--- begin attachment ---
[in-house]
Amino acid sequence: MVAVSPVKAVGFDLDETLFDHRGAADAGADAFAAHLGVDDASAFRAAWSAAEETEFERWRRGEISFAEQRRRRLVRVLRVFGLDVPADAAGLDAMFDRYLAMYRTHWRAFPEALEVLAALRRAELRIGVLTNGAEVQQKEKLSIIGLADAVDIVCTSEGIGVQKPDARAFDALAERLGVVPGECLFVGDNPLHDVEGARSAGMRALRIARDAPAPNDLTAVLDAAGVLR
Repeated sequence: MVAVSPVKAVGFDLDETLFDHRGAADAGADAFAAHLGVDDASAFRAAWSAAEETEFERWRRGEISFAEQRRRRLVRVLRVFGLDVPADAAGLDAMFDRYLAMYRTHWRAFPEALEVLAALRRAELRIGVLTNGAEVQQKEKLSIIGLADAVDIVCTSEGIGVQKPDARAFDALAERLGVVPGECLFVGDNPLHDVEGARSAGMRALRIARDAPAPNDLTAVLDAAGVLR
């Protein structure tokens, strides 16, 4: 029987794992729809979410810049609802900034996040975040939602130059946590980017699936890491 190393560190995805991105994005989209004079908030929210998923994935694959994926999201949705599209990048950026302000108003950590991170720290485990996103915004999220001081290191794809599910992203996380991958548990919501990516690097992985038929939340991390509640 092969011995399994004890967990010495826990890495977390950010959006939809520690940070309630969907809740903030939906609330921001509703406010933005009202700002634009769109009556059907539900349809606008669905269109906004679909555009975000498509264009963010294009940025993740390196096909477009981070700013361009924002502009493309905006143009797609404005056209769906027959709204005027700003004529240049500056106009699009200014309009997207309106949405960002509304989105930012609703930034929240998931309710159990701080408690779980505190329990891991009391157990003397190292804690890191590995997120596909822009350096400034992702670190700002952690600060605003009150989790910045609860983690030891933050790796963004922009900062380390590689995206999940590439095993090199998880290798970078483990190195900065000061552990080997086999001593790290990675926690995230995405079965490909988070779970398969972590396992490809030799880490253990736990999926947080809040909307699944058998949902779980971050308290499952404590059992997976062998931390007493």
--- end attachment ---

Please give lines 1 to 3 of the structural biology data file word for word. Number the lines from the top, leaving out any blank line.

[in-house]
Amino acid sequence: MVAVSPVKAVGFDLDETLFDHRGAADAGADAFAAHLGVDDASAFRAAWSAAEETEFERWRRGEISFAEQRRRRLVRVLRVFGLDVPADAAGLDAMFDRYLAMYRTHWRAFPEALEVLAALRRAELRIGVLTNGAEVQQKEKLSIIGLADAVDIVCTSEGIGVQKPDARAFDALAERLGVVPGECLFVGDNPLHDVEGARSAGMRALRIARDAPAPNDLTAVLDAAGVLR
Repeated sequence: MVAVSPVKAVGFDLDETLFDHRGAADAGADAFAAHLGVDDASAFRAAWSAAEETEFERWRRGEISFAEQRRRRLVRVLRVFGLDVPADAAGLDAMFDRYLAMYRTHWRAFPEALEVLAALRRAELRIGVLTNGAEVQQKEKLSIIGLADAVDIVCTSEGIGVQKPDARAFDALAERLGVVPGECLFVGDNPLHDVEGARSAGMRALRIARDAPAPNDLTAVLDAAGVLR